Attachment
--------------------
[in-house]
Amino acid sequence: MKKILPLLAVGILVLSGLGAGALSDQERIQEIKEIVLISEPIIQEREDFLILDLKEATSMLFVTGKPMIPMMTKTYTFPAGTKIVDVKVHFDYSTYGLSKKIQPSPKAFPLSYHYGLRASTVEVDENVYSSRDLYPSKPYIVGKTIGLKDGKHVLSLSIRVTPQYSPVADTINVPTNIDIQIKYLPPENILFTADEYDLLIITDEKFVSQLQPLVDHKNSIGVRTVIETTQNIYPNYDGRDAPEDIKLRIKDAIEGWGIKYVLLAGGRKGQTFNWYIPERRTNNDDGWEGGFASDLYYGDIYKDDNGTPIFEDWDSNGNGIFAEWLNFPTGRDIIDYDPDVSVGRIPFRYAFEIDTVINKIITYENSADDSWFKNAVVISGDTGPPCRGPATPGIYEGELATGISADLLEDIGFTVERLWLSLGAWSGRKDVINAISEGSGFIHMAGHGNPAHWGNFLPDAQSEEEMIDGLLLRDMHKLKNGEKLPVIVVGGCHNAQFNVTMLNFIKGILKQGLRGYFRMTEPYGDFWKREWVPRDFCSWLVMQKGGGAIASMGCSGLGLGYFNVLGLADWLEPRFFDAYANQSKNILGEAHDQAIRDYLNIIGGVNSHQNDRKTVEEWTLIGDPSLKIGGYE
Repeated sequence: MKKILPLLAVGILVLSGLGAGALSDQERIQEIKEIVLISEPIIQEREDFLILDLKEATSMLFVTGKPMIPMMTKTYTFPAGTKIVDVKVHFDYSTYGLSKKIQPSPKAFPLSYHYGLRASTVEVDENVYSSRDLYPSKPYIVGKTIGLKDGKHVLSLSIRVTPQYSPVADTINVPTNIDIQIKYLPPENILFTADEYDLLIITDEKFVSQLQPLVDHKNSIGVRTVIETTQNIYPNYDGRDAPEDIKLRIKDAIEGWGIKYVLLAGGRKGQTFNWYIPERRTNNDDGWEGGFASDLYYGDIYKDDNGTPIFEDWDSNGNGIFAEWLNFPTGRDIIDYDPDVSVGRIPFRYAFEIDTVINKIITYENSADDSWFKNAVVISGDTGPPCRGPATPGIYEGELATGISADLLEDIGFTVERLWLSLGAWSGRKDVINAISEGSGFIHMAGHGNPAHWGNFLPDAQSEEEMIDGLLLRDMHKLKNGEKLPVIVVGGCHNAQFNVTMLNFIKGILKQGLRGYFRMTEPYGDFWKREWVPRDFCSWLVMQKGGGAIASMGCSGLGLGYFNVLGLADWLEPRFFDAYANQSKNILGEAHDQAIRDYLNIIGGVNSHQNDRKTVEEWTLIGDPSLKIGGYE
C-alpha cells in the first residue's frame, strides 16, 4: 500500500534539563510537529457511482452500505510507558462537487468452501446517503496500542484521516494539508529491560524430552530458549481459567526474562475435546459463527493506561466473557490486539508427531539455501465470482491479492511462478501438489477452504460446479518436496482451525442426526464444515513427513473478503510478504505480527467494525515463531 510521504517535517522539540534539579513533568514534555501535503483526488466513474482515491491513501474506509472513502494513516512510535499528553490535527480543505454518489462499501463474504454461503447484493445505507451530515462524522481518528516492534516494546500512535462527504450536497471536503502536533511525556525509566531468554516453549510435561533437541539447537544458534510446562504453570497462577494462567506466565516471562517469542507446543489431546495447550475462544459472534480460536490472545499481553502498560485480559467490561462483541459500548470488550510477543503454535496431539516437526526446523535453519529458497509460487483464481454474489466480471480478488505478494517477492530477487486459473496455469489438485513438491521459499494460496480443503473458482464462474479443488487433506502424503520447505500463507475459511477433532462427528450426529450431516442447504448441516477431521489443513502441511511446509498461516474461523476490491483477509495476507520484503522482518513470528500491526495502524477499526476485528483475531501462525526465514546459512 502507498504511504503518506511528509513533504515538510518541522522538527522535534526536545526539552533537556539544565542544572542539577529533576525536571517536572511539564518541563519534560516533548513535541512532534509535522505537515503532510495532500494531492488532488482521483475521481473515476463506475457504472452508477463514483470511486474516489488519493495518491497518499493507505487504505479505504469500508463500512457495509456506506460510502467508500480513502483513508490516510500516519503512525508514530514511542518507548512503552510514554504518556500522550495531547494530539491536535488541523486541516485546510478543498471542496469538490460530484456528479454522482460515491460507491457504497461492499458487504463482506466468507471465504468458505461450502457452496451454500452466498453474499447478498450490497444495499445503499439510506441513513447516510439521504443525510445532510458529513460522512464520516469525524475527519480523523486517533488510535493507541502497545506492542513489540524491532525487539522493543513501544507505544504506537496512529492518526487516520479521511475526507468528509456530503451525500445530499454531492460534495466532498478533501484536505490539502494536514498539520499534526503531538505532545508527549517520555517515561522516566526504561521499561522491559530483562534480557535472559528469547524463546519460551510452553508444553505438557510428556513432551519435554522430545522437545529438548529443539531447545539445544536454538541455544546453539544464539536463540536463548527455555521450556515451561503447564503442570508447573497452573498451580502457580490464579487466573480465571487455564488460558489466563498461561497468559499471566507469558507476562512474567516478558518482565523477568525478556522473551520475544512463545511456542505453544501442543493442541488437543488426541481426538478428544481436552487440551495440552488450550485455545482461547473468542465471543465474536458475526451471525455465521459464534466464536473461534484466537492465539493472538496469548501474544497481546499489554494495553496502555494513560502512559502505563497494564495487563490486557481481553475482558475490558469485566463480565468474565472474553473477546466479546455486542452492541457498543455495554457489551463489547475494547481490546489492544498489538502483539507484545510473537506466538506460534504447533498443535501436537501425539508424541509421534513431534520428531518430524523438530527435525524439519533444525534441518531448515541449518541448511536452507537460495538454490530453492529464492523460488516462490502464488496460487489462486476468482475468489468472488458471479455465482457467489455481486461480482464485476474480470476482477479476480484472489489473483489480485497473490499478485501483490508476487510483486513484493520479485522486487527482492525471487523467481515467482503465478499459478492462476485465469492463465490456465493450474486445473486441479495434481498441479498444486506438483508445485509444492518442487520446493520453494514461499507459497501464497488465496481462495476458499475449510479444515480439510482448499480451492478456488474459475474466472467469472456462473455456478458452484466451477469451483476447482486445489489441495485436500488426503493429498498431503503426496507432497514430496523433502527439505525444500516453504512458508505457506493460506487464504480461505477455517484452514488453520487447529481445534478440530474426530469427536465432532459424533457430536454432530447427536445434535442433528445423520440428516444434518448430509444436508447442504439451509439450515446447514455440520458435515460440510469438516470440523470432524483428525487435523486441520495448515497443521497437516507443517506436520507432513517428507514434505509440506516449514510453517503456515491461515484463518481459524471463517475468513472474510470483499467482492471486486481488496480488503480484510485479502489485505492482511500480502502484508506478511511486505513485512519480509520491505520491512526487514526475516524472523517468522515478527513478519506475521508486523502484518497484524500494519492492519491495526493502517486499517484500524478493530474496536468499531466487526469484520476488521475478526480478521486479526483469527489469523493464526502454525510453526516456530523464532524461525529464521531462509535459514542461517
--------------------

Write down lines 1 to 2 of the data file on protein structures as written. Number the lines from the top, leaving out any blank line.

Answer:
[in-house]
Amino acid sequence: MKKILPLLAVGILVLSGLGAGALSDQERIQEIKEIVLISEPIIQEREDFLILDLKEATSMLFVTGKPMIPMMTKTYTFPAGTKIVDVKVHFDYSTYGLSKKIQPSPKAFPLSYHYGLRASTVEVDENVYSSRDLYPSKPYIVGKTIGLKDGKHVLSLSIRVTPQYSPVADTINVPTNIDIQIKYLPPENILFTADEYDLLIITDEKFVSQLQPLVDHKNSIGVRTVIETTQNIYPNYDGRDAPEDIKLRIKDAIEGWGIKYVLLAGGRKGQTFNWYIPERRTNNDDGWEGGFASDLYYGDIYKDDNGTPIFEDWDSNGNGIFAEWLNFPTGRDIIDYDPDVSVGRIPFRYAFEIDTVINKIITYENSADDSWFKNAVVISGDTGPPCRGPATPGIYEGELATGISADLLEDIGFTVERLWLSLGAWSGRKDVINAISEGSGFIHMAGHGNPAHWGNFLPDAQSEEEMIDGLLLRDMHKLKNGEKLPVIVVGGCHNAQFNVTMLNFIKGILKQGLRGYFRMTEPYGDFWKREWVPRDFCSWLVMQKGGGAIASMGCSGLGLGYFNVLGLADWLEPRFFDAYANQSKNILGEAHDQAIRDYLNIIGGVNSHQNDRKTVEEWTLIGDPSLKIGGYE